Jogurt: I started when I was 16, doodling around with music in FL Studio. I always wanted to write music, but without strong technical chops at the time discovering sequencers opened an insane world for me to express myself. I kinda kept most of my music endeavors to myself, until one day I was discovered by Mega Ran while trying to get feedback on a Splash Woman mix on OCR. We ended up working together and the track was featured as a physical exclusive on his Megaran 9 album. The track itself definitely isn’t up to my current standards, but it really ignited confidence that I could pursue creating music professionally (it also helped me get into university). I spent the following years working tirelessly to hone my craft while attending Texas State University for Sound Recording Technology. Eventually I started getting pulled into projects like Spectrum of Mana and Chiptunes = WIN by my friends, and currently, I am working on music for several under wraps projects.

Hoodie: Any main inspirations, then and now?

Jogurt: This one’s tricky. I’ve probably gone through a phase of just about everything at this point. Early on when I got started I really wanted to make pop music. I was really into New Jack Swing and Michael Jackson at the time, and would listen to pretty much any jazz and funk I could get my hands on. I was always really influenced by game soundtracks, particularly Phantasy Star and Sonic. As time went on I dabbled into other styles, being really inspired by rock\prog bands like Reign of Kindo and Frost*, as well as orchestral composers like Joe Hisaishi, Yasunori Mitsuda, and Masashi Hamauzu.

As of currently, JOGURT is an attempt to synthesize all of my influences over the years into a style that rings true to the music that influences me. I was always really into EDM and fusion, so I’m taking those influences and trying to synthesize it with my original goal of creating music with more of a pop structure. I’m absolutely in love with acts like Disclosure, Knower, The Weeknd, Clean Bandit, and Madeon, foreign works like Sasakure.uk, Hideki Naganuma, TSQUARE, TAK, and vocaloid music, and chiptune work like SEGA soundtracks. Ristar, Outrun, Kubbi, Virt, and especially the Soundshock Compilations on Ubiktune.

Hoodie: Somehow I knew this would be your longest reply yet. ;) With good reason, of course.

Jogurt: I like music. A lot. Heh.

Hoodie: Music love hi5. o/

Jogurt: Hi5 back \o

Hoodie: So, how in the world do you feel about all of that craziness coalescing into you creating a song that’s featured in an official VR launch title for three different platforms?

Jogurt: Alex and I were brought on the project to work on audio, mostly. In Job Simulator, you are visiting a museum in the future, where robots attempt to recall the intricacies of working various human jobs. However, due to being machines, the jobs are interpretted incredibly literally and the result is some rather humorous circumstances. The team was really witty with the writing and seemed incredibly passionate about what they were making. We had a lot of fun playtesting the game and see the project grow and mature. At one point, I saw an opportunity to write a bit of music and tried to throw together something I felt matched the vibe of the game. The team really seemed to like it, and the piece eventually got featured in the gourmet chef job for the game, on a cd entitled “Totally Disco”. Lol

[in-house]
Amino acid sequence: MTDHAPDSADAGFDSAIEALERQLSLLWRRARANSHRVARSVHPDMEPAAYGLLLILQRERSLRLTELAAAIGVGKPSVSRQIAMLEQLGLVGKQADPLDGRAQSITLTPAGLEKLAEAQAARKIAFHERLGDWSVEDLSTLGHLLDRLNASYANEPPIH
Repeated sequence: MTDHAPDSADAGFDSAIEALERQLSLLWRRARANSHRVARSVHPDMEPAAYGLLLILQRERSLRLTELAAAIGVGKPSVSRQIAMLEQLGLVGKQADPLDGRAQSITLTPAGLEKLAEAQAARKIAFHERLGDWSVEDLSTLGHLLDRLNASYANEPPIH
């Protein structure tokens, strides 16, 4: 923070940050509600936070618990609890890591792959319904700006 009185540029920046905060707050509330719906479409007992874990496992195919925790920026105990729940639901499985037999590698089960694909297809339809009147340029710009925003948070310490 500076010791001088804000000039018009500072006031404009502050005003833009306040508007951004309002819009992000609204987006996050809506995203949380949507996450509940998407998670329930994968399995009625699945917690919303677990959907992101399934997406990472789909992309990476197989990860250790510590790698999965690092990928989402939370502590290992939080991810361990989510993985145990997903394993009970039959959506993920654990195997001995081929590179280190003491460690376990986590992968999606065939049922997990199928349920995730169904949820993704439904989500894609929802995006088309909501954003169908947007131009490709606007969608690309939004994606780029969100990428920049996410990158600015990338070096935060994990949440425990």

Hoodie: hahaha That’s actually completely amazing.

Jogurt: It was a lot of fun, and I wish Owlchemy the best.

Hoodie: Most definitely!

Anything squared away for future projects yet? Anything you can talk about or at least hint at that is? ;)

Jogurt: There are BIG things in store. ;)

I’m also working on an album, will be dropping the first single in the next few months, along with some other tracks. Right now Soundcloud and Twitter is probably the best way to stay up to date.

Hoodie: Awesome! Should I watch out for a Volume 5 submission as well? ;)

Jogurt: Hahaha we’ll see!

I want to focus on releasing my album, but when ChipWIN comes up things have a habit of spontaneously manifesting.

Hoodie: Absolutely fair! And that is kinda how this seems to work all around for the project. haha

Jogurt: And it all comes out sounding amazing.

Hoodie: ¯\_(ツ)_/¯ ᕙ( •̀ ︿•́ )ᕗ ᕕ(ᐛ)ᕗ

Alright, now that all that’s out of the way, time for the *REAL* questions…..

Favorite pizza topping(s)?

Jogurt: Pepperoni and Mushroom. Occasionally jalapeños, a staple of Texas cuisine. ;)

Hoodie: Favorite brew(s)?

Jogurt: I’m not much of a drinker, but thanks to Brandon, when I do drink, I prefer wheat ales.


Jogurt: I’ll go hard though if the situation calls for it. Just usually good with a few beers and a nice buzz.

Hoodie: Rock, paper, or scissors?

Jogurt: Volcano!

Hoodie: GOOD ANSWER. I usually go with steamshovel.

How much wood could a woodchuck chuck if a woodchuck could chuck wood?

Please say that three times fast as well.

Jogurt: woodchuck woodchuck chuckwood chuck chuck chuck chuck *feints*

Hoodie: Already, enough of that already.

Got any parting thoughts before we wrap this up?

Jogurt: Just I want to thank everyone, including you, who has supported me up until now, and hope you guys stick around to see where this ride goes next. I have my music up on jogurt.fm and you can keep up with me on twitter at @jogurtfm.

Hoodie: You’re more than welcome. <3

Thanks for taking the time to talk to me!

Jogurt: You too buddy. Keep doing the chip sphere proud my man, and I can’t wait for vol. 5. \m|<3|m/

May the FM be with you.

May the FM be with you.

jogurt.fm | Soundcloud | Twitter